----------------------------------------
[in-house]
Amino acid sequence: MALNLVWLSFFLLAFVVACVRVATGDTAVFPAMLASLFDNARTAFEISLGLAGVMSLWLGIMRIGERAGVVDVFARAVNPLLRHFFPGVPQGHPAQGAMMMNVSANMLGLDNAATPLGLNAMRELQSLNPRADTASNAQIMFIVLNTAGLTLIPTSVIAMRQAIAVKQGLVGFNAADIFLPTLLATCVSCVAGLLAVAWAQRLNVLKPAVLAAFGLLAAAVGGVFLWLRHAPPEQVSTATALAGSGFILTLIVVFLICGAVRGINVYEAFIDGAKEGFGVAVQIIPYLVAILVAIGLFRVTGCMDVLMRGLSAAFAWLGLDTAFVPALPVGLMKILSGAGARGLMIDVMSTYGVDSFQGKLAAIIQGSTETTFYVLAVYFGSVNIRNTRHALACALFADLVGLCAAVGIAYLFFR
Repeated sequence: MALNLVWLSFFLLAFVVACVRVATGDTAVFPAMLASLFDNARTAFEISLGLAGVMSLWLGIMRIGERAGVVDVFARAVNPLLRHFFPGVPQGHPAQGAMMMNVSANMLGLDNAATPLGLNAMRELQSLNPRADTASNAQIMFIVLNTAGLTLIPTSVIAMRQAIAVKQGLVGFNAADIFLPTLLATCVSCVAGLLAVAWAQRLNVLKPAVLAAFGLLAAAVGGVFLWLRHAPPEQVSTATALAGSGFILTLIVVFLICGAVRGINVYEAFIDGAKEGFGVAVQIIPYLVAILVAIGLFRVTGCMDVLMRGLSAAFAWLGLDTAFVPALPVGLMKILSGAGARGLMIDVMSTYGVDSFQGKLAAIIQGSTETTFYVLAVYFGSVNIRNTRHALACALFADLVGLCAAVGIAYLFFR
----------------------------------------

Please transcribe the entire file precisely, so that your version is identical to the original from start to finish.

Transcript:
[in-house]
Amino acid sequence: MALNLVWLSFFLLAFVVACVRVATGDTAVFPAMLASLFDNARTAFEISLGLAGVMSLWLGIMRIGERAGVVDVFARAVNPLLRHFFPGVPQGHPAQGAMMMNVSANMLGLDNAATPLGLNAMRELQSLNPRADTASNAQIMFIVLNTAGLTLIPTSVIAMRQAIAVKQGLVGFNAADIFLPTLLATCVSCVAGLLAVAWAQRLNVLKPAVLAAFGLLAAAVGGVFLWLRHAPPEQVSTATALAGSGFILTLIVVFLICGAVRGINVYEAFIDGAKEGFGVAVQIIPYLVAILVAIGLFRVTGCMDVLMRGLSAAFAWLGLDTAFVPALPVGLMKILSGAGARGLMIDVMSTYGVDSFQGKLAAIIQGSTETTFYVLAVYFGSVNIRNTRHALACALFADLVGLCAAVGIAYLFFR
Repeated sequence: MALNLVWLSFFLLAFVVACVRVATGDTAVFPAMLASLFDNARTAFEISLGLAGVMSLWLGIMRIGERAGVVDVFARAVNPLLRHFFPGVPQGHPAQGAMMMNVSANMLGLDNAATPLGLNAMRELQSLNPRADTASNAQIMFIVLNTAGLTLIPTSVIAMRQAIAVKQGLVGFNAADIFLPTLLATCVSCVAGLLAVAWAQRLNVLKPAVLAAFGLLAAAVGGVFLWLRHAPPEQVSTATALAGSGFILTLIVVFLICGAVRGINVYEAFIDGAKEGFGVAVQIIPYLVAILVAIGLFRVTGCMDVLMRGLSAAFAWLGLDTAFVPALPVGLMKILSGAGARGLMIDVMSTYGVDSFQGKLAAIIQGSTETTFYVLAVYFGSVNIRNTRHALACALFADLVGLCAAVGIAYLFFR